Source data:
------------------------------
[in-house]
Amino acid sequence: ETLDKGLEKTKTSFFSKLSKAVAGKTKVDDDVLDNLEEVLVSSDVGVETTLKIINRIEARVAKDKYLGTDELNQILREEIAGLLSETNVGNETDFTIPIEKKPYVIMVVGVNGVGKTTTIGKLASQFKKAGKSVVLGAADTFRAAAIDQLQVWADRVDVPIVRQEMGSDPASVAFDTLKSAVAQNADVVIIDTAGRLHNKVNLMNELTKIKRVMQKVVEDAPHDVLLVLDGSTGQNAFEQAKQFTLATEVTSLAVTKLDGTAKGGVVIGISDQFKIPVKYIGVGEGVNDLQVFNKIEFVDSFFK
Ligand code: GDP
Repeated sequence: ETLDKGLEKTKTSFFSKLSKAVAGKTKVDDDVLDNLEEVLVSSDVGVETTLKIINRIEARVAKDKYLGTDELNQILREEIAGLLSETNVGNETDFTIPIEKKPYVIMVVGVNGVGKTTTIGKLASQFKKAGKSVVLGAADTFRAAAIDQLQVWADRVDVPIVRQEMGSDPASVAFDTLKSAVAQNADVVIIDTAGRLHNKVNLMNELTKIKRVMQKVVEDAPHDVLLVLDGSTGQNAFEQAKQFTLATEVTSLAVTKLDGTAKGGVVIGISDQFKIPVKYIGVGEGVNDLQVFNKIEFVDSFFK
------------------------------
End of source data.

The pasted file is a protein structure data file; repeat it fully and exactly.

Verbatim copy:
[in-house]
Amino acid sequence: ETLDKGLEKTKTSFFSKLSKAVAGKTKVDDDVLDNLEEVLVSSDVGVETTLKIINRIEARVAKDKYLGTDELNQILREEIAGLLSETNVGNETDFTIPIEKKPYVIMVVGVNGVGKTTTIGKLASQFKKAGKSVVLGAADTFRAAAIDQLQVWADRVDVPIVRQEMGSDPASVAFDTLKSAVAQNADVVIIDTAGRLHNKVNLMNELTKIKRVMQKVVEDAPHDVLLVLDGSTGQNAFEQAKQFTLATEVTSLAVTKLDGTAKGGVVIGISDQFKIPVKYIGVGEGVNDLQVFNKIEFVDSFFK
Ligand code: GDP
Repeated sequence: ETLDKGLEKTKTSFFSKLSKAVAGKTKVDDDVLDNLEEVLVSSDVGVETTLKIINRIEARVAKDKYLGTDELNQILREEIAGLLSETNVGNETDFTIPIEKKPYVIMVVGVNGVGKTTTIGKLASQFKKAGKSVVLGAADTFRAAAIDQLQVWADRVDVPIVRQEMGSDPASVAFDTLKSAVAQNADVVIIDTAGRLHNKVNLMNELTKIKRVMQKVVEDAPHDVLLVLDGSTGQNAFEQAKQFTLATEVTSLAVTKLDGTAKGGVVIGISDQFKIPVKYIGVGEGVNDLQVFNKIEFVDSFFK